The history the story draws from is raw and real, a passionate era where only the strong survive. Superstition ran high among both the Scots and Native Americans, and far more, a vision that transcends what is, to reach what can be. We think we’ve gained much in our modern era, and so we have.  But we’ve also lost a great deal. In my writing, I try to recapture what should not be forgotten.  Remember those who’ve gone before you.

As to bearwalking, this belief/practice predates modern Native Americans to the more ancient people. In essence,  a warrior transforms himself into a bear and goes where he wills in that form, a kind of shapeshifting. 

Blurb: A Handsome Frontiersman, Mysterious Scots-Irish Woman, Shapeshifting Warrior, Dark Secret, Pulsing Romance…The Bearwalker’s Daughter~

Karin McNeal hasn’t grasped who she really is or her fierce birthright. A tragic secret from the past haunts the young Scots-Irish woman who longs to learn more of her mother’s death and the mysterious father no one will name. The elusive voices she hears in the wind hint at the dramatic changes soon to unfold in the mist-shrouded Alleghenies in Autumn, 1784.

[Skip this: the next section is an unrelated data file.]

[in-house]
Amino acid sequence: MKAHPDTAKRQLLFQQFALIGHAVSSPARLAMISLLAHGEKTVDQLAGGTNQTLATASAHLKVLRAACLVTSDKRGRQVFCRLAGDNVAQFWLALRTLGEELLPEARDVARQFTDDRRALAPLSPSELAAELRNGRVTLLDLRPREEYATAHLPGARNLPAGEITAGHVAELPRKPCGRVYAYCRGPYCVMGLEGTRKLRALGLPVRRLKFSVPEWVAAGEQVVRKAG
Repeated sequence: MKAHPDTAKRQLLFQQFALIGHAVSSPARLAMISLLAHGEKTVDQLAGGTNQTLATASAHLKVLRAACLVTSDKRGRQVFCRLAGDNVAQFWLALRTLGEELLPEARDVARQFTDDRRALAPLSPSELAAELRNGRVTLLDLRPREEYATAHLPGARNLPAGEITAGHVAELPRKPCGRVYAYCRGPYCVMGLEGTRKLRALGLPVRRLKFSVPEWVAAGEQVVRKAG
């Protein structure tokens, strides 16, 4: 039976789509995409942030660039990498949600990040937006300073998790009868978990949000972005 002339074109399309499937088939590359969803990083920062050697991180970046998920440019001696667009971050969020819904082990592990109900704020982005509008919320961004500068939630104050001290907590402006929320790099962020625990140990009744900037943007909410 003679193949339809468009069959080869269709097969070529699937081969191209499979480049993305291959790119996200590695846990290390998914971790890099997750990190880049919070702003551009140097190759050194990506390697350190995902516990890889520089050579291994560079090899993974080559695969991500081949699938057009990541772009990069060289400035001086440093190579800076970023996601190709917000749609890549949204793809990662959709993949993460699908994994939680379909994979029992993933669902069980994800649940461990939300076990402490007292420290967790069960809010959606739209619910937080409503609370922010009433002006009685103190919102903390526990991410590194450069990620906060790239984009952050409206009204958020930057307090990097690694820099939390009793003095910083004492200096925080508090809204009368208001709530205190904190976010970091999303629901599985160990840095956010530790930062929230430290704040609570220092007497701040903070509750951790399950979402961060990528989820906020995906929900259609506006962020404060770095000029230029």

Jack McCray, the wounded stranger who staggers through the door on the eve of her twentieth birthday and anniversary of her mother’s death, holds the key to unlock the past. Will Karin let this handsome frontiersman lead her to the truth and into his arms, or seek the shelter of her fiercely possessive kinsmen? Is it only her imagination or does someone, or something, wait beyond the brooding ridges–for her?~


The Bearwalker’s Daughter
 is available at: 
Amazon Kindle. (Free through Thursday February 4th)

“This fabulous historical fantasy story doesn’t hesitate from word one…Ms. Trissel’s alluring style of writing invites the reader into a world of fantasy and makes it so believable it is spellbinding.” -Long and Short Reviews